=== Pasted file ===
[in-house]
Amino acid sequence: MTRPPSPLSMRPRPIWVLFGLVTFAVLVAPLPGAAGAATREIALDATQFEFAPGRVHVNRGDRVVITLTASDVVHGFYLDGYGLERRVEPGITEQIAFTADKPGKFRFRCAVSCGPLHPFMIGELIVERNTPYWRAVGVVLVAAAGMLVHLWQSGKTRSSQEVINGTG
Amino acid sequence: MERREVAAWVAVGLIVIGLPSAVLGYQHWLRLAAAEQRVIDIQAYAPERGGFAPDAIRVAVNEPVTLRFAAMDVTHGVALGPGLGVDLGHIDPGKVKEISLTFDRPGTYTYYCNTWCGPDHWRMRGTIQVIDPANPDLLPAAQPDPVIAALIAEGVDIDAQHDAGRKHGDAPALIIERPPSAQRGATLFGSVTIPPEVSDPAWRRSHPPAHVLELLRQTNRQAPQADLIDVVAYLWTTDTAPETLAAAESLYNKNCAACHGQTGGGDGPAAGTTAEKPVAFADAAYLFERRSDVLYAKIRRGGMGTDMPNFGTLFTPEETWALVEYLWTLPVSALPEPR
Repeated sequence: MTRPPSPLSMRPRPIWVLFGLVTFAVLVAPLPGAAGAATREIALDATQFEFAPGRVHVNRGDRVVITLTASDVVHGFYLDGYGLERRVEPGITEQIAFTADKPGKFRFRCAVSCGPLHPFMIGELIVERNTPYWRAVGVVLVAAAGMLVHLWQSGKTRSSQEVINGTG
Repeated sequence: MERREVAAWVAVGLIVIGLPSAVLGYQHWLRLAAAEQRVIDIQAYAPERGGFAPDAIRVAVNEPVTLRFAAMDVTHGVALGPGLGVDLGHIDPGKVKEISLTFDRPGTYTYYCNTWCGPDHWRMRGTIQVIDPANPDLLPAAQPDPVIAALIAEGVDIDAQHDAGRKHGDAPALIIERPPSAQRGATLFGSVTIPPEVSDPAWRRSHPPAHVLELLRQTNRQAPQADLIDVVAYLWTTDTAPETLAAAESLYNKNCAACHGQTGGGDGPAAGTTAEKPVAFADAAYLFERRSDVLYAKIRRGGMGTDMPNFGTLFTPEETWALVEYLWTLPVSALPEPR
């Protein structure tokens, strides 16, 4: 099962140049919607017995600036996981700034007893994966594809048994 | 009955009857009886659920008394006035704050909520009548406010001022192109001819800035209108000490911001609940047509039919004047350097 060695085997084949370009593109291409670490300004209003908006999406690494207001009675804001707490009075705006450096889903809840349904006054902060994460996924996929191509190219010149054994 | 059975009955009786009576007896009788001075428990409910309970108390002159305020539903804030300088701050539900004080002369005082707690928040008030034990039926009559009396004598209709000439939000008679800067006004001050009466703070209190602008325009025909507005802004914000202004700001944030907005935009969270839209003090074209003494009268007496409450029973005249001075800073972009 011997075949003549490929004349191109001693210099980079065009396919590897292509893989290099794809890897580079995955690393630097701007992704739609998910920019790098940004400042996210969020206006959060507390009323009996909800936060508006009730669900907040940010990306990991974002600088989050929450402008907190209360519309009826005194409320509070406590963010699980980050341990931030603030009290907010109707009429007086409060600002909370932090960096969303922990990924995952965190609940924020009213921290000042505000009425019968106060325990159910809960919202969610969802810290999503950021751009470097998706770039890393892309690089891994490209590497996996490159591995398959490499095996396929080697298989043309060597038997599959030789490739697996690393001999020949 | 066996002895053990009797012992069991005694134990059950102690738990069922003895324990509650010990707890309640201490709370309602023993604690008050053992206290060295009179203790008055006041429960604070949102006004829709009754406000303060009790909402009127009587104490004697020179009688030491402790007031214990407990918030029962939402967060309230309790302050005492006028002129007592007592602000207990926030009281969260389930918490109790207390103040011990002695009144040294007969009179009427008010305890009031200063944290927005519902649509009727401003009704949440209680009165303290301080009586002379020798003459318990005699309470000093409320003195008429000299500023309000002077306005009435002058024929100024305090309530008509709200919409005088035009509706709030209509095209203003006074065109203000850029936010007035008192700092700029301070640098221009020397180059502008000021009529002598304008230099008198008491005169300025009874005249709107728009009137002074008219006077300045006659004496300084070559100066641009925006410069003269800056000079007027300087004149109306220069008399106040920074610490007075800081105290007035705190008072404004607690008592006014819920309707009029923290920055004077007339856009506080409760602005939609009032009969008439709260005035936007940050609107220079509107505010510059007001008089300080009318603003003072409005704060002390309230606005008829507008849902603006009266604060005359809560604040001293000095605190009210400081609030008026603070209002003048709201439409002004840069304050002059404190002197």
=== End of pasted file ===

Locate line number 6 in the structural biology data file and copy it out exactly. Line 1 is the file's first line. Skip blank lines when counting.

């Protein structure tokens, strides 16, 4: 099962140049919607017995600036996981700034007893994966594809048994 | 009955009857009886659920008394006035704050909520009548406010001022192109001819800035209108000490911001609940047509039919004047350097 060695085997084949370009593109291409670490300004209003908006999406690494207001009675804001707490009075705006450096889903809840349904006054902060994460996924996929191509190219010149054994 | 059975009955009786009576007896009788001075428990409910309970108390002159305020539903804030300088701050539900004080002369005082707690928040008030034990039926009559009396004598209709000439939000008679800067006004001050009466703070209190602008325009025909507005802004914000202004700001944030907005935009969270839209003090074209003494009268007496409450029973005249001075800073972009 011997075949003549490929004349191109001693210099980079065009396919590897292509893989290099794809890897580079995955690393630097701007992704739609998910920019790098940004400042996210969020206006959060507390009323009996909800936060508006009730669900907040940010990306990991974002600088989050929450402008907190209360519309009826005194409320509070406590963010699980980050341990931030603030009290907010109707009429007086409060600002909370932090960096969303922990990924995952965190609940924020009213921290000042505000009425019968106060325990159910809960919202969610969802810290999503950021751009470097998706770039890393892309690089891994490209590497996996490159591995398959490499095996396929080697298989043309060597038997599959030789490739697996690393001999020949 | 066996002895053990009797012992069991005694134990059950102690738990069922003895324990509650010990707890309640201490709370309602023993604690008050053992206290060295009179203790008055006041429960604070949102006004829709009754406000303060009790909402009127009587104490004697020179009688030491402790007031214990407990918030029962939402967060309230309790302050005492006028002129007592007592602000207990926030009281969260389930918490109790207390103040011990002695009144040294007969009179009427008010305890009031200063944290927005519902649509009727401003009704949440209680009165303290301080009586002379020798003459318990005699309470000093409320003195008429000299500023309000002077306005009435002058024929100024305090309530008509709200919409005088035009509706709030209509095209203003006074065109203000850029936010007035008192700092700029301070640098221009020397180059502008000021009529002598304008230099008198008491005169300025009874005249709107728009009137002074008219006077300045006659004496300084070559100066641009925006410069003269800056000079007027300087004149109306220069008399106040920074610490007075800081105290007035705190008072404004607690008592006014819920309707009029923290920055004077007339856009506080409760602005939609009032009969008439709260005035936007940050609107220079509107505010510059007001008089300080009318603003003072409005704060002390309230606005008829507008849902603006009266604060005359809560604040001293000095605190009210400081609030008026603070209002003048709201439409002004840069304050002059404190002197």